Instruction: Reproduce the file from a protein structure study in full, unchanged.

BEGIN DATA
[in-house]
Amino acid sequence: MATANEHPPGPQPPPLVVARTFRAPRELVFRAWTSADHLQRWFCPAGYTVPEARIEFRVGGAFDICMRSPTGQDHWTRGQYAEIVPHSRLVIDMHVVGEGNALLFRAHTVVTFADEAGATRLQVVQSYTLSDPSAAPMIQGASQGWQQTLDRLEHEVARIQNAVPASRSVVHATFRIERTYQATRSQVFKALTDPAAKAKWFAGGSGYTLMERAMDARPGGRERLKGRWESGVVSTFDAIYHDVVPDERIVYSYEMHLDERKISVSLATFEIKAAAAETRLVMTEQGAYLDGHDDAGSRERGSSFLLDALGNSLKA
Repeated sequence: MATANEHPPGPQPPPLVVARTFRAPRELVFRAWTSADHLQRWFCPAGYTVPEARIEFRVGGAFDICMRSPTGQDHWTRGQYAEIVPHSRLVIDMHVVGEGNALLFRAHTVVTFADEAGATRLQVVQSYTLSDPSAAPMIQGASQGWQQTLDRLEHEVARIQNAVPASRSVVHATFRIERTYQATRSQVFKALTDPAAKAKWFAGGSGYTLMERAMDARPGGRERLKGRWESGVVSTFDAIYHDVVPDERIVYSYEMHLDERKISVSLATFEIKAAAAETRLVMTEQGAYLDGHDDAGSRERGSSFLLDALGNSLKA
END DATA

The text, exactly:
[in-house]
Amino acid sequence: MATANEHPPGPQPPPLVVARTFRAPRELVFRAWTSADHLQRWFCPAGYTVPEARIEFRVGGAFDICMRSPTGQDHWTRGQYAEIVPHSRLVIDMHVVGEGNALLFRAHTVVTFADEAGATRLQVVQSYTLSDPSAAPMIQGASQGWQQTLDRLEHEVARIQNAVPASRSVVHATFRIERTYQATRSQVFKALTDPAAKAKWFAGGSGYTLMERAMDARPGGRERLKGRWESGVVSTFDAIYHDVVPDERIVYSYEMHLDERKISVSLATFEIKAAAAETRLVMTEQGAYLDGHDDAGSRERGSSFLLDALGNSLKA
Repeated sequence: MATANEHPPGPQPPPLVVARTFRAPRELVFRAWTSADHLQRWFCPAGYTVPEARIEFRVGGAFDICMRSPTGQDHWTRGQYAEIVPHSRLVIDMHVVGEGNALLFRAHTVVTFADEAGATRLQVVQSYTLSDPSAAPMIQGASQGWQQTLDRLEHEVARIQNAVPASRSVVHATFRIERTYQATRSQVFKALTDPAAKAKWFAGGSGYTLMERAMDARPGGRERLKGRWESGVVSTFDAIYHDVVPDERIVYSYEMHLDERKISVSLATFEIKAAAAETRLVMTEQGAYLDGHDDAGSRERGSSFLLDALGNSLKA